Jesus asks for our submission, our obedience. We show that submission, that obedience, by following in the footsteps of Jesus, by being like Him, by being a person who lives his life for others, and not for ourselves. This is not easy. We need Jesus’ help to live like He did. It’s hard to live out the Paschal Mystery. Today, let’s pray that God will give us the strength to give to God what belongs to Him: namely everything! In the end, what matters most is to please God.
As we come to an end of a month, we have a Feast for an apostolic person; this time the evangelist Luke. Two books are ascribed to him: the Gospel and the Acts of the Apostles. We have come to look at them as two volumes and to read them together. The language of the Gospel according to Luke is supposed to be some of the best Greek in the NT. Many would have read it for its literary style. There are many wonderful features including the Nativity Stories, the unique parables such as the Prodigal Son, the importance of women and prayer. Jesus, in fact, prays more in this Gospel than in Mark and Matthew put together. The Acts is often referred to as the Gospel of the Holy Spirit. Let us pray that the same Holy Spirit will inspire us to follow Jesus more closely.
Washing before eating was not just for cleanliness but a religious ritual that went something like this: water was first poured over the fingertips and then over the fingers, the hands, and the wrists. Then, the procedure was reversed. Jesus wasn’t against ritual but some people who made ritual more important than doing good acts for others. What kind of balance do you keep between ritual and service to others?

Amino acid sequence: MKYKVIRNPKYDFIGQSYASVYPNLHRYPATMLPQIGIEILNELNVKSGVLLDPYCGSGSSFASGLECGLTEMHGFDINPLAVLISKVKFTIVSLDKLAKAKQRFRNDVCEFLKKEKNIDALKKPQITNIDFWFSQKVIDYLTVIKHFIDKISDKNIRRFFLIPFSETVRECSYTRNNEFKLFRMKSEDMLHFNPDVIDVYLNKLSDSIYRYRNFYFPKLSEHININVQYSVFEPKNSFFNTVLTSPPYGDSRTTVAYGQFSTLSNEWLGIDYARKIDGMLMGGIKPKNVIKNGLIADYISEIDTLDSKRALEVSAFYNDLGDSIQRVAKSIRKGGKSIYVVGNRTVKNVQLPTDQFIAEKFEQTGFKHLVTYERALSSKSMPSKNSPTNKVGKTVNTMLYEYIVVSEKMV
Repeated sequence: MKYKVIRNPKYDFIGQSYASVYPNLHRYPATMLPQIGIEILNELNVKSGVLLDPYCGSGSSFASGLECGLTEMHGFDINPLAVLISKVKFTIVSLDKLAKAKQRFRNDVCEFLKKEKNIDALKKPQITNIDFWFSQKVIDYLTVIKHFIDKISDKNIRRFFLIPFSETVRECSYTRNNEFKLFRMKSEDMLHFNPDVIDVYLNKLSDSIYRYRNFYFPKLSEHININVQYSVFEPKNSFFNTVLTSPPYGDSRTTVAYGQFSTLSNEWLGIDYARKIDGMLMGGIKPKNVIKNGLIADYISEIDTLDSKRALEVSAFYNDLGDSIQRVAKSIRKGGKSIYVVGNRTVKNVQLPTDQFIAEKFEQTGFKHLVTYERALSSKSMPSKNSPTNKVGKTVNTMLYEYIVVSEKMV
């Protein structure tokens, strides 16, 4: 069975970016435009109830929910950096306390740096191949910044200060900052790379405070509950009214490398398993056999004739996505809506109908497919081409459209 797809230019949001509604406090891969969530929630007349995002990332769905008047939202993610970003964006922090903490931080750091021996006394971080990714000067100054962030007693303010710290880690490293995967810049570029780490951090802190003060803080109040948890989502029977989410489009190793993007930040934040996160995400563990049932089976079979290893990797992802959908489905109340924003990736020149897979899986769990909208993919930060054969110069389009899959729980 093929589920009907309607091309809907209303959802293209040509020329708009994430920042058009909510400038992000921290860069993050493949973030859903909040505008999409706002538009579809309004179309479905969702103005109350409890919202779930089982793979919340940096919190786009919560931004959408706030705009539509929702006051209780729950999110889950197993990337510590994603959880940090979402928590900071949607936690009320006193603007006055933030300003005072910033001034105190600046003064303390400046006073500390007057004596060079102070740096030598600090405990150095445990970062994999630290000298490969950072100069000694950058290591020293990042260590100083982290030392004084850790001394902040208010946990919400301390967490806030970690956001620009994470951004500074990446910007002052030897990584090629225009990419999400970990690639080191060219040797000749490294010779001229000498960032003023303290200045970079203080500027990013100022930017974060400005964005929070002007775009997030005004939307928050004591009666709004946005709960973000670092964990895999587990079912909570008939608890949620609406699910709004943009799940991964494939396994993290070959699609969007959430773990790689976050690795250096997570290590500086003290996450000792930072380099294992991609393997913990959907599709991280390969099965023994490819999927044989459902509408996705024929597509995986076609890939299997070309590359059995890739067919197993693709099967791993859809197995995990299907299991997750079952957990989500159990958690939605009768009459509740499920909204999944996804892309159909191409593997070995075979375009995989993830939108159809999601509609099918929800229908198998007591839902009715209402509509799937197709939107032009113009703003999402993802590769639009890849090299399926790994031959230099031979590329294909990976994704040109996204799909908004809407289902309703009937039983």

Jesus compares Jonah’s preaching to the people of Nineveh to His preaching to the Jews. But, the people of Nineveh responded while the response was not so good to His preaching. How responsive are we to Jesus’ call to repentance? What steps do we take to keep from falling back into sin?
The parable that Matthew added to the main parable about the wedding feast (the man without the proper wedding garment) may seem confusing. Why did he add this? Probably because he wanted to make the point that there are requirements for the Kingdom of Heaven: the willingness to embrace and live according to the gospel message. His presence in the gospel challenges us to recognize God’s call to us. Do you remember a white garment that was given to you at baptism? Do you know where that garment is? We were told to keep it white (sinless). It was a call to live each day as Jesus tells us and shows us how to live. We need to “see Jesus more clearly; love Him more dearly; follow Him more nearly, day by day.”
This excerpt from Joel tells of the judgment that will come upon the nations and the restoration of Zion. A theme that runs throughout the Bible is that after God punishes He restores His people, His wrath can’t go on forever. God is a merciful God whose mercy endures forever.
The Book of Joel is one of the “Scroll of the 12,” or one of the so-called Minor Prophets. This doesn’t mean that Joel and the other 11 are not important (this includes Hosea and Amos, for example), but that the oracles of these 12 prophets can all fit on one scroll. Joel was written about 400 BC and its main theme is the “Day of the Lord.” There had been a devastating plague of locusts and Joel saw this as a metaphor for the “Day of the Lord,” a day of judgment. So, he called the people to repentance. We read from Joel every Ash Wednesday.